Lord Of The Rings

July, 2000

Q Magazine

He invented ambient house, you know.

A boy-genius guitarist and bassist with Kevin Ayers in the late 60's*, Mike Oldfield was 19 when, in 1972, he began assembling the instrumental tour de force that would join the dots of prog-rock, folk and classical. Tubular Bells (one of eight remastered Oldfield works now available, with 10 more to follow) is the most incident-packed of his 70's releases - you're never more than two minutes away from a crescendo or a beautiful interlude. Hergest Ridge (1974) is an unhurried journey over hills and along country lanes, amazingly it was TV advertised at the time. The Orchestral Tubular Bells (1975) is note-perfect but lacks personality - there was more fun in Tubular Bells than the Royal Philharmonic ralised. Ommadawn (1975) has the golden, shimmering quality of Popol Vuh and Cocteau Twins' Victorialand and is probably Oldfield's second best. A respectable third, Incantations (1978) is 72 minutes of modern campfire music, with synthesizer sounds The Human League would make fashionable three years later. Then came the slide. Exposed (1979) is a clodhopping live album. Platinum from the same year is full of misguided genre pastiches. QE2 (1980) anticipated Enya with it's ambient Gaelic syrup. The wunderkind was showing his age.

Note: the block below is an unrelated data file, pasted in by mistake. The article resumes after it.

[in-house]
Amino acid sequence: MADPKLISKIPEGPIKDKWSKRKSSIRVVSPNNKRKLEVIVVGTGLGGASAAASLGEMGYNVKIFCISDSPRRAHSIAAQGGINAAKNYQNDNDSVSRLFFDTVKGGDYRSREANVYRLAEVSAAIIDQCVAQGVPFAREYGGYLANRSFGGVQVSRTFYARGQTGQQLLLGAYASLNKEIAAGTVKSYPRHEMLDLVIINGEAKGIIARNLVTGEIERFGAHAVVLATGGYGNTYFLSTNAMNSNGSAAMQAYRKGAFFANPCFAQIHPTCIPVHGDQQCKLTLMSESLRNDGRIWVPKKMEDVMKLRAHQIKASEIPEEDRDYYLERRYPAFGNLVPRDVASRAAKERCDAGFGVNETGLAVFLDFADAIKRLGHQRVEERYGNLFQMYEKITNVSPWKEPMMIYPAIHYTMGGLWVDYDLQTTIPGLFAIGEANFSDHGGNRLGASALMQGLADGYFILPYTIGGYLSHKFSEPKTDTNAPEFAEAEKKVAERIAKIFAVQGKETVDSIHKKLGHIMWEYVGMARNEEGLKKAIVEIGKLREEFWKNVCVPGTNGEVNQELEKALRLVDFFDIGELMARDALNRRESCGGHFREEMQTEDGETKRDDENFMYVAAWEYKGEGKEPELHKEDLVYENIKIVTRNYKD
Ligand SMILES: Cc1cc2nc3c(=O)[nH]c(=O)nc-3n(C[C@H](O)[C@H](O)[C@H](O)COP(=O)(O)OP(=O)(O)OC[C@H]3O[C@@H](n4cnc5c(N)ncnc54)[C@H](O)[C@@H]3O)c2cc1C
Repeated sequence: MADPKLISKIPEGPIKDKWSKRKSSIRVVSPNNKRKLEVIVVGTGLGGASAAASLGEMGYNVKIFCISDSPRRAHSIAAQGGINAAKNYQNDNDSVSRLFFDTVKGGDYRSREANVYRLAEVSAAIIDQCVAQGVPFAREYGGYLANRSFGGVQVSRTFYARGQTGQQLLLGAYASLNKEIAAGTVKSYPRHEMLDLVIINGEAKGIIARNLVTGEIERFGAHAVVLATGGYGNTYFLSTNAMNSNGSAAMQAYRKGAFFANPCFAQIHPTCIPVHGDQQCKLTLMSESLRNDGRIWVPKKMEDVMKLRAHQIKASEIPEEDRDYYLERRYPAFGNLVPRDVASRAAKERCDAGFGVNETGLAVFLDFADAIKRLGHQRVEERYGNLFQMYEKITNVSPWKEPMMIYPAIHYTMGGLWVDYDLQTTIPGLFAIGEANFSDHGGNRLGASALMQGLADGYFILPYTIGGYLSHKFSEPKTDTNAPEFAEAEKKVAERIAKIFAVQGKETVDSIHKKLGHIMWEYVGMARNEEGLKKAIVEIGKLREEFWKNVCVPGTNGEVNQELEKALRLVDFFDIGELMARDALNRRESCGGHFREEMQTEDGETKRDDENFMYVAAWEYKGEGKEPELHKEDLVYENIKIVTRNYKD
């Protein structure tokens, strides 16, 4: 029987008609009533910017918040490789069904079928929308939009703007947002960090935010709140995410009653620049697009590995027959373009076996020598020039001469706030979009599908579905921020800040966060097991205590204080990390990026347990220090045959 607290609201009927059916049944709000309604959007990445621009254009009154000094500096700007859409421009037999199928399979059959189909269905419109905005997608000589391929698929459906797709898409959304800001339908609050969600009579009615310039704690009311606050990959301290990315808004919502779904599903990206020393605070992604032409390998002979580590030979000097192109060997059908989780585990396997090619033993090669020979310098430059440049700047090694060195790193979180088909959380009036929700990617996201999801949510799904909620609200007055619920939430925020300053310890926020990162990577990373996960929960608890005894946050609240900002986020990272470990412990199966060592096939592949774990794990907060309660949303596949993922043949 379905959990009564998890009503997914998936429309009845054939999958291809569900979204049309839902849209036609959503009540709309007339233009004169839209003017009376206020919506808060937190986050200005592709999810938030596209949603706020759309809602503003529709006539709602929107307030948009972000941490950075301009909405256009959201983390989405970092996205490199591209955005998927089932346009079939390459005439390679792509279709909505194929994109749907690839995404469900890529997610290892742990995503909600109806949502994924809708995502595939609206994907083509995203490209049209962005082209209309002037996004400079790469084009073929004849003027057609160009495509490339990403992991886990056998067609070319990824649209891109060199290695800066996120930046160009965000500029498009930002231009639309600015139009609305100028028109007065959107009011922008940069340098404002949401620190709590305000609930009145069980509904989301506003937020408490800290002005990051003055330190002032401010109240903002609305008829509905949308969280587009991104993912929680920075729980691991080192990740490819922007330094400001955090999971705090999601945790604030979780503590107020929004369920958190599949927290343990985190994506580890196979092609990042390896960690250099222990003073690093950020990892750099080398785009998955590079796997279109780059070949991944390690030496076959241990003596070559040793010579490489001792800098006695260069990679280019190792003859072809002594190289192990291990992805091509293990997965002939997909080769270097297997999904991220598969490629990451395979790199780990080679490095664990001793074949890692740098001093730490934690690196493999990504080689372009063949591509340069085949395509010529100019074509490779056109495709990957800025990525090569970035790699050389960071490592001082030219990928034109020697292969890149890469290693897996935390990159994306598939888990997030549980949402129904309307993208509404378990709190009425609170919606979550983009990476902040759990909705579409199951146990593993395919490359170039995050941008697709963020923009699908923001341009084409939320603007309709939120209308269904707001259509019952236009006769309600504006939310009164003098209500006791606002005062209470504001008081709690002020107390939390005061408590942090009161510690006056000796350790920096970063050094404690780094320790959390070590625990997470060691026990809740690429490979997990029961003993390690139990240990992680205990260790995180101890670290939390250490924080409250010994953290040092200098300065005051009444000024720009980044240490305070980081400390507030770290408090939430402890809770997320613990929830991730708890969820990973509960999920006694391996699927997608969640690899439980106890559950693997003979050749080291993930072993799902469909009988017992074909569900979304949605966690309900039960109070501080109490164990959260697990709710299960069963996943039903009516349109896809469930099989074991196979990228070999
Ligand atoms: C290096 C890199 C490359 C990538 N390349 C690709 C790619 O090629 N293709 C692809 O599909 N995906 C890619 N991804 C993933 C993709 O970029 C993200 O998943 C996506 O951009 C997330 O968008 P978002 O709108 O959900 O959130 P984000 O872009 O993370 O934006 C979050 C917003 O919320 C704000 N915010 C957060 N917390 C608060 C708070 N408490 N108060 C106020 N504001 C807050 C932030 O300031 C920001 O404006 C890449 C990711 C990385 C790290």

Tubular Bells 5/5
Hergest Ridge 4/5
The Orchestral Tubular Bells 2/5
Ommadawn 4/5
Incantations 4/5
Exposed 2/5
Platinum 1/5
QE2 2/5

Influenced by: Vaughan Williams/Symphony No. 3
Influence on: Orbital/In Sides

Mike Oldfield Tubular.net
Mike Oldfield Tubular.net